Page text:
Share good news you may live longer

Share good news you may live longer

Surekha Garde

Every day we are flooded with fear based messages. The stories can run from smallest possible (bad) news to the ever-present and growing contagion of terrorist activities. Stress from the constant assault on our psyche that we are in imminent danger is growing exponentially primarily because we don’t take the time to reflect on the past.

When we talk about stress, we often hear how the “world is going to hell in a hand basket”. There is an absurdity to this statement if one takes it literally. How is it possible to put the world and all its problems in a hand basket that simulates hell? I often like sharing some historical references that might put things into perspective. When Attila the Hun was pillaging the countryside, the only source that was available to warn surrounding villages and countries was a man on a horse. It would often take days to get through. News channels would have had a field day with this incident. Today, smart phones with cameras are a way of life. As soon as any bad or shocking event occurs it is instantly shared with millions.

As the story is shared it often grows in intensity. It becomes similar to the old game we used to play called, “Chinese Whisper”. We used to sit in a circle and share a statement by whispering it in a person’s ear who then used to share it with the person sitting next. After ten people shared the comment the last person used to say what they heard out loud. The laughter was unavoidable after hearing how distorted the statement used to be at the end.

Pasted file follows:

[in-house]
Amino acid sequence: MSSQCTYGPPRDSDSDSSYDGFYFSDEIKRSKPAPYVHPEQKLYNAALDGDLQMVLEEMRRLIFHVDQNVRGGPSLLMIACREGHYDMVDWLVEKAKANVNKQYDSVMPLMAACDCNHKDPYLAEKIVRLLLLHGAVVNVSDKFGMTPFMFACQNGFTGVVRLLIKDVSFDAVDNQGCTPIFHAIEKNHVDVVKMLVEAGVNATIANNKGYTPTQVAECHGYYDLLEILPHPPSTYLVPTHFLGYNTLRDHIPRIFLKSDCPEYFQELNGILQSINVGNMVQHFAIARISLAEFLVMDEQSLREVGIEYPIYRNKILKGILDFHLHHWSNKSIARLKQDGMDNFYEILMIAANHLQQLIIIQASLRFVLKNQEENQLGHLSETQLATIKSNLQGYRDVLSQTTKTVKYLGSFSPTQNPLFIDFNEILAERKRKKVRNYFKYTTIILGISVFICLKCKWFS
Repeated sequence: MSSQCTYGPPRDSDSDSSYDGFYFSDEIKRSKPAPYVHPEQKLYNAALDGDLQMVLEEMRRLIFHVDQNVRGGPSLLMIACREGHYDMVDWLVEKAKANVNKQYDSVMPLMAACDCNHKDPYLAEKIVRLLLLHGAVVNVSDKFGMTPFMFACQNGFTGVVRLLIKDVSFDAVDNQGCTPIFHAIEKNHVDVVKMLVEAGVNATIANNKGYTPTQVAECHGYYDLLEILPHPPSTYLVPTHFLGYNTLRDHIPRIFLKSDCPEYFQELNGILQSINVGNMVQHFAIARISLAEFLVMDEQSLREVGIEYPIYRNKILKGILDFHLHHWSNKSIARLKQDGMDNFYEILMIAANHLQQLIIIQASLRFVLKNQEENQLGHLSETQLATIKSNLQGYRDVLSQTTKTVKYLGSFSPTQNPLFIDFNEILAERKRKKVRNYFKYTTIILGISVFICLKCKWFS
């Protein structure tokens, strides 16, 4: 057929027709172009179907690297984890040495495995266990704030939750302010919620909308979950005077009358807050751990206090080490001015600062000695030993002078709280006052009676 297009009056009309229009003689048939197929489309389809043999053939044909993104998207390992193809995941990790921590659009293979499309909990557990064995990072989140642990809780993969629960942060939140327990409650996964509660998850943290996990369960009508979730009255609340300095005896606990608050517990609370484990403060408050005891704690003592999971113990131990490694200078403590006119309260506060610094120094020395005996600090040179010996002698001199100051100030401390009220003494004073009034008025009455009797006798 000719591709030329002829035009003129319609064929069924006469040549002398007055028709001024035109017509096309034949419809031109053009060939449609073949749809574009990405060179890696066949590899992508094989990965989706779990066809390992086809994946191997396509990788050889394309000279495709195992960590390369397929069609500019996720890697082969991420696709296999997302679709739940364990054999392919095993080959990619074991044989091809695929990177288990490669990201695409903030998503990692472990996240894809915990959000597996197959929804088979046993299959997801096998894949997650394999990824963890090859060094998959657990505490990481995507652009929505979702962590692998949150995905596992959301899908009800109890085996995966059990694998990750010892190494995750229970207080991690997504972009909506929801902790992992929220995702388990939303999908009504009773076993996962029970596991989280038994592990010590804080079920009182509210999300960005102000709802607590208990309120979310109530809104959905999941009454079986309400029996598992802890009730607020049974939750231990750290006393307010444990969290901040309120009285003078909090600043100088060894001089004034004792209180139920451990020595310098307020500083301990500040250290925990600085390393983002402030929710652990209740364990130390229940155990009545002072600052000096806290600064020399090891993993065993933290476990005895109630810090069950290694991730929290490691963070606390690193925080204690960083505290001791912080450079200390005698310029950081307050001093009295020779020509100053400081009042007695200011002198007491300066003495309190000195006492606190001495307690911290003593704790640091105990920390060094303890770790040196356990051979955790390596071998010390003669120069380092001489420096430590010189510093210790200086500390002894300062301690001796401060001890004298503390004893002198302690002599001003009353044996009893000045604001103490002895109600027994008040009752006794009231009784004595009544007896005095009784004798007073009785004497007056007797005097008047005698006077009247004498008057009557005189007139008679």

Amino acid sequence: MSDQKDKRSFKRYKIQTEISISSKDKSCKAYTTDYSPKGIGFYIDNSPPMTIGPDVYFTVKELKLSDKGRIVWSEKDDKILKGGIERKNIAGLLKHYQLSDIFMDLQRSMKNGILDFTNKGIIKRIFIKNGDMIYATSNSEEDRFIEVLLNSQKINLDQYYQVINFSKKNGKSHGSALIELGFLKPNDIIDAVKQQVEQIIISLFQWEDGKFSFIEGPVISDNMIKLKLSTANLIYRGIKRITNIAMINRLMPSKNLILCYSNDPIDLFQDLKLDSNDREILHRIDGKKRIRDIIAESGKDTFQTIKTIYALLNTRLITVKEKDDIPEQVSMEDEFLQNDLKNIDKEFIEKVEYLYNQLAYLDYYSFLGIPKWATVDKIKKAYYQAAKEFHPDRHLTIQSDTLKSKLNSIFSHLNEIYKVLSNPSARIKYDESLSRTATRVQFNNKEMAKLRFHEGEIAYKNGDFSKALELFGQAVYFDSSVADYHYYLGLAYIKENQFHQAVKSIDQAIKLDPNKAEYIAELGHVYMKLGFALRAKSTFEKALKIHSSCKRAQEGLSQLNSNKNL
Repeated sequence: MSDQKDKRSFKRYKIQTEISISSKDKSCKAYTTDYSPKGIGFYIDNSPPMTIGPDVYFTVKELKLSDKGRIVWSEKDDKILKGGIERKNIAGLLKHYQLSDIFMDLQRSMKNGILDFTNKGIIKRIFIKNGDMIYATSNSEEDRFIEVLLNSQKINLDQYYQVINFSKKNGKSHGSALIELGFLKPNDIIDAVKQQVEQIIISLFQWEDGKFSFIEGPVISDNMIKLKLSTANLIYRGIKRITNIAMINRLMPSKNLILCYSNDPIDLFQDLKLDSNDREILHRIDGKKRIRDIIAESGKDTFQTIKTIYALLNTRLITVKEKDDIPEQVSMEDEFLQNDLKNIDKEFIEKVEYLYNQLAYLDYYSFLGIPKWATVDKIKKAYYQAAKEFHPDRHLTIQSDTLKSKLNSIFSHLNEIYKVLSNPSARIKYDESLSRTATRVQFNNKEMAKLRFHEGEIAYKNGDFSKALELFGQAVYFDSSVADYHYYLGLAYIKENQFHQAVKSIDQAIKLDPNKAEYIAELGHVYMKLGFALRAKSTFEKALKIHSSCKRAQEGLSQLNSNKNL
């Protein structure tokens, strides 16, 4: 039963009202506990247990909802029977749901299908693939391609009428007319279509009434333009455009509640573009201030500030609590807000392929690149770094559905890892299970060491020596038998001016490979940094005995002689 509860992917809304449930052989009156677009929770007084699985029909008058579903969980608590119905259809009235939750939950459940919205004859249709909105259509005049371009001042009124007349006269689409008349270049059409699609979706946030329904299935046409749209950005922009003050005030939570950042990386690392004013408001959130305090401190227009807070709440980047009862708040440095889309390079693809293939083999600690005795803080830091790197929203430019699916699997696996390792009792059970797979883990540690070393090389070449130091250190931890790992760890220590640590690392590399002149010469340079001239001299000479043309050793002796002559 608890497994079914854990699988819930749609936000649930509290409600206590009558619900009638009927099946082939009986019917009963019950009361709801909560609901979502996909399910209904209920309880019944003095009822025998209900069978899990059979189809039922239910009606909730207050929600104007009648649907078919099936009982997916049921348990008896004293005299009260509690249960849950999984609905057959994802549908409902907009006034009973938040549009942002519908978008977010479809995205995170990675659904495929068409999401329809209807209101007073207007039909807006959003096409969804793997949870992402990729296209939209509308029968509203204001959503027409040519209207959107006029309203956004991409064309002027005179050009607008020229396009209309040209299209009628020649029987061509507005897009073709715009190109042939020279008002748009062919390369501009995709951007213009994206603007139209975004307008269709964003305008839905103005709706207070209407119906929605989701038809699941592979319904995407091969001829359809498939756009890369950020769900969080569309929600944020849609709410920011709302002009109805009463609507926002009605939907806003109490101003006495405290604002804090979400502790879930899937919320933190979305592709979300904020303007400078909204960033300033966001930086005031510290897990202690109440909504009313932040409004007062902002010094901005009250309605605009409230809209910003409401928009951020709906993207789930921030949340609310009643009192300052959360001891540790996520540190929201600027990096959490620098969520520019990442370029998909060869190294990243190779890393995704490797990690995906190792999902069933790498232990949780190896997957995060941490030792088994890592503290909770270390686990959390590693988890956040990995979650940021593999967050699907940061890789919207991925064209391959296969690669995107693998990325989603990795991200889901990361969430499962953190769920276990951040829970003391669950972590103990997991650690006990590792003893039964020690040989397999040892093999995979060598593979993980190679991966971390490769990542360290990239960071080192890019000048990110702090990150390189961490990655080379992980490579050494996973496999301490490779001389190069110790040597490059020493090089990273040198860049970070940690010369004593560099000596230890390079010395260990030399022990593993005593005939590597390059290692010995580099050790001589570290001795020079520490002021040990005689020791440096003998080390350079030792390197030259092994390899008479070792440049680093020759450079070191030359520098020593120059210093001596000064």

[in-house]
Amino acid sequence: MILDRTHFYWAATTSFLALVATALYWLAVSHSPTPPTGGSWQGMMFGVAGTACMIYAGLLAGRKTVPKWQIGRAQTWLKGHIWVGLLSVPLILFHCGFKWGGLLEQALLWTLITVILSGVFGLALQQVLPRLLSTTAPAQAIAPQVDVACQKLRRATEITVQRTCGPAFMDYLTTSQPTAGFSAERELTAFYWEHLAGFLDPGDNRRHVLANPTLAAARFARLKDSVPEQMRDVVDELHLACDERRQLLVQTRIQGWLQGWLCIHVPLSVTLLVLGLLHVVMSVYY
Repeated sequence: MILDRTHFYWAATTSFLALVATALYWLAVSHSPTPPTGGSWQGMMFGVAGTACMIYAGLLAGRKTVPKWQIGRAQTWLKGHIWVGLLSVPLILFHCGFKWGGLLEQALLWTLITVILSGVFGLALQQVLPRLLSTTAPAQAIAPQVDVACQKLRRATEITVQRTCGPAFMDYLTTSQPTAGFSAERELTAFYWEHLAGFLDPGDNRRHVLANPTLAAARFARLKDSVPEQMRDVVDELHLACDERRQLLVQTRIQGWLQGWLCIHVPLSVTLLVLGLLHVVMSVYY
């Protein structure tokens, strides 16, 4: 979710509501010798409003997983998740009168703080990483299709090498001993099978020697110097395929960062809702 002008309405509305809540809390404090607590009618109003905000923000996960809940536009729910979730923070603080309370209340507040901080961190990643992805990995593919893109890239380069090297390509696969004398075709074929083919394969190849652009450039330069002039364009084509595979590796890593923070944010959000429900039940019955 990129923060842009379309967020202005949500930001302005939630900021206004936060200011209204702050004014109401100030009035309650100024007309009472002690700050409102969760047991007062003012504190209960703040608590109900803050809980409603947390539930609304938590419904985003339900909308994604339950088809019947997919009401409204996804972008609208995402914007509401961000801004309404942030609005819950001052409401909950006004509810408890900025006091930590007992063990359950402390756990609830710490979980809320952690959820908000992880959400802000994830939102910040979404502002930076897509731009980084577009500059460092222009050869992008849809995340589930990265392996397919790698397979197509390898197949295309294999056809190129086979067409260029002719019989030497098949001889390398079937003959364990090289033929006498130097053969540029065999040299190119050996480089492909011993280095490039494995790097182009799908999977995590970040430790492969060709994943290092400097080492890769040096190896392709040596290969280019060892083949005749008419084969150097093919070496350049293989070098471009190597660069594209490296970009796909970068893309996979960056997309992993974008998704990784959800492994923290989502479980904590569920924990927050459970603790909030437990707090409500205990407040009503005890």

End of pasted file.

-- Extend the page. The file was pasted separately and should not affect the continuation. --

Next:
We humans love to put our own spin on things and untrue stories. This is something we are very good at, especially by making them worse than they actually were. Unfortunately the news seems to forget that life is also laden with stories of hope, kindness and compassion. Oh, they give us little nuggets of optimistic news items. But they are few and far between. Let’s not forget that ratings are what they strive for, and reporting that someone in a big city like Mumbai helped a disabled individual cross the street is not that big a deal.

What has been forgotten and put aside in the world of news, twitter, facebook and whatever else and has become a conduit for instant news is that small acts of kindness add up and help people feel that “the universe is a friendly place”. When we exhibit kindness towards others it not only improves our immune system but also that of others who may be watching.

Make a conscious effort not to watch news clips all the day. Believe me if the world is coming to an end you’ll know it. Until then fill yourself with good news and share it with others. It may help you live longer!

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About The Author: Surekha Garde

With a Masters’ Degree in History along with Bachelors’ Degree in Commerce, Psychology and Education, I am a full time Teacher and Supervisor at a Private School in Mumbai.

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